Flown on NASA's Nimbus-7 satellite, its primary goal is to continue the high-resolution global mapping of total ozone on a daily basis. The Nimbus-7 launch in 1978 enabled TOMS to begin delivering data in 1979 and continue providing information until 1993. TOMS has mapped the total amount of ozone between the ground and the top of the atmosphere, provided the first maps of the ozone hole, and continues to monitor this phenomenon.
Because of its longevity, TOMS also has obtained information on the more subtle trends in ozone outside the ozone hole region. This results from development of a powerful new calibration technique that removes the instrument measurement drift that developed over the years. With this technique applied to the TOMS 14.5-year data record, a global ozone decrease of 2.69 percent per decade was detected.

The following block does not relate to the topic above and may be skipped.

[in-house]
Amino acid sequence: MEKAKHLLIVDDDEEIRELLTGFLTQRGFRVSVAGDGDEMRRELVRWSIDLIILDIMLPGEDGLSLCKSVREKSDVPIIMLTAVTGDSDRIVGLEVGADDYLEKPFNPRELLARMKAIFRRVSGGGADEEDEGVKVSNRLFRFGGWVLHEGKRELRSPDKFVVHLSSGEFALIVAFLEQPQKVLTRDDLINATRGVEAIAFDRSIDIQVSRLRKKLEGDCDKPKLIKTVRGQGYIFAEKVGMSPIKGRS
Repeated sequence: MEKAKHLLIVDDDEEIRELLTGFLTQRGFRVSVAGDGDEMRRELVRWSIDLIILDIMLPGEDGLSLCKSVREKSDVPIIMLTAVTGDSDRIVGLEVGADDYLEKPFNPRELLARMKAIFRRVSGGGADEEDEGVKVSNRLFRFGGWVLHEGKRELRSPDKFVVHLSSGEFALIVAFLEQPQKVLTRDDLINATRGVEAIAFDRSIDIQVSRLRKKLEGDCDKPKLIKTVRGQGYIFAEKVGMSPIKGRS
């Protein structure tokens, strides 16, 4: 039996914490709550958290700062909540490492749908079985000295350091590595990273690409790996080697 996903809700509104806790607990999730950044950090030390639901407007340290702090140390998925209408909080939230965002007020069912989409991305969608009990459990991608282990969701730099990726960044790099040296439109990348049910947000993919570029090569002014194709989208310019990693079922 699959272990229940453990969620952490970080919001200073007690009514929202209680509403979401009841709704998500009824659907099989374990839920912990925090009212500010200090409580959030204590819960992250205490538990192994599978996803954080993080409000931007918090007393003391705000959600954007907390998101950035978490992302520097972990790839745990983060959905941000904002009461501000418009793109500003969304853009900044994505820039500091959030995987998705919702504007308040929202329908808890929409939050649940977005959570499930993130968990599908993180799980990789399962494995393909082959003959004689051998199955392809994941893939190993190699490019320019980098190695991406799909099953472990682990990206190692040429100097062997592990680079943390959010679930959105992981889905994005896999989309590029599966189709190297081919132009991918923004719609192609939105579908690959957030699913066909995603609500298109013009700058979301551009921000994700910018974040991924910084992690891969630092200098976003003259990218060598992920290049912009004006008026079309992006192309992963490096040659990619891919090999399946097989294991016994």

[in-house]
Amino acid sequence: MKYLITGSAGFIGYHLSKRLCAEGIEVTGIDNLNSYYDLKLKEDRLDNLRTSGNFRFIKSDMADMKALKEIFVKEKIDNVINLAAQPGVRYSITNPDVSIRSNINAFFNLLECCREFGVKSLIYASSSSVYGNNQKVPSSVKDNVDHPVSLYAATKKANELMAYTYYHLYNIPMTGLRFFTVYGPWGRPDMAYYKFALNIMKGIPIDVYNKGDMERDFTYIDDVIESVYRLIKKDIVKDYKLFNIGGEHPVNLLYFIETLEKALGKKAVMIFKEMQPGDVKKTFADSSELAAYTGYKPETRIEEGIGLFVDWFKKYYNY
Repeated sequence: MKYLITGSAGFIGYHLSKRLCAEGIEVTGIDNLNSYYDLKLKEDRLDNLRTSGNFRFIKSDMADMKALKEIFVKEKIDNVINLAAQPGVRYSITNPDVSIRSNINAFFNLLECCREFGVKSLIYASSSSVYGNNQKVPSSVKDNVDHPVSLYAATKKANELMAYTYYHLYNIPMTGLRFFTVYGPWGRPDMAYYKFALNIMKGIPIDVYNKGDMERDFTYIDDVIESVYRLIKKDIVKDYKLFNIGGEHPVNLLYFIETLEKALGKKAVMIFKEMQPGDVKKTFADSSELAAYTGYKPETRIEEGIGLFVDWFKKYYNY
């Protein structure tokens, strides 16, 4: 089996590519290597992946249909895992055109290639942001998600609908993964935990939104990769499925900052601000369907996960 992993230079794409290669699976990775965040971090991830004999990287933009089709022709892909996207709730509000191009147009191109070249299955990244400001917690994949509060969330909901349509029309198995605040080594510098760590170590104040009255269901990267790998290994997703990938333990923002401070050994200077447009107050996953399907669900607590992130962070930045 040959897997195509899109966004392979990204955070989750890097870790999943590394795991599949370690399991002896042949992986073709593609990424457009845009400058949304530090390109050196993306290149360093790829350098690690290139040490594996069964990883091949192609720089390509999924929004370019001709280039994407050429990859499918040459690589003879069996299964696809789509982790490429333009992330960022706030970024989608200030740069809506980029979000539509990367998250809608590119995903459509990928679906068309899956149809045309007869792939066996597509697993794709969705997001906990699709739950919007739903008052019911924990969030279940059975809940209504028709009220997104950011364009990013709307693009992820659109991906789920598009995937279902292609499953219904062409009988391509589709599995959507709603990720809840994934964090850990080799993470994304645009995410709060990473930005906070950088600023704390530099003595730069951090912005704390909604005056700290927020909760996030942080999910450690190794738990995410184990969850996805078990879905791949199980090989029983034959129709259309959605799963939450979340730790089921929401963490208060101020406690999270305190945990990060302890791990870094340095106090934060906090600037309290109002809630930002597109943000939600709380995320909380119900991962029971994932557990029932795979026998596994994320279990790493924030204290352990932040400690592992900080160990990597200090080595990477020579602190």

To ensure that ozone data will be available through the next decade, NASA will continue the TOMS program using U.S. and foreign launches. In 1991, the former Soviet Union launched a Meteor-3 satellite carrying a TOMS instrument provided by NASA. A third TOMS will be launched onboard a NASA Earth probe satellite in 1994, and the Japanese Advanced Earth Observations Satellite (ADEOS) will carry a fourth TOMS when it launches in 1996.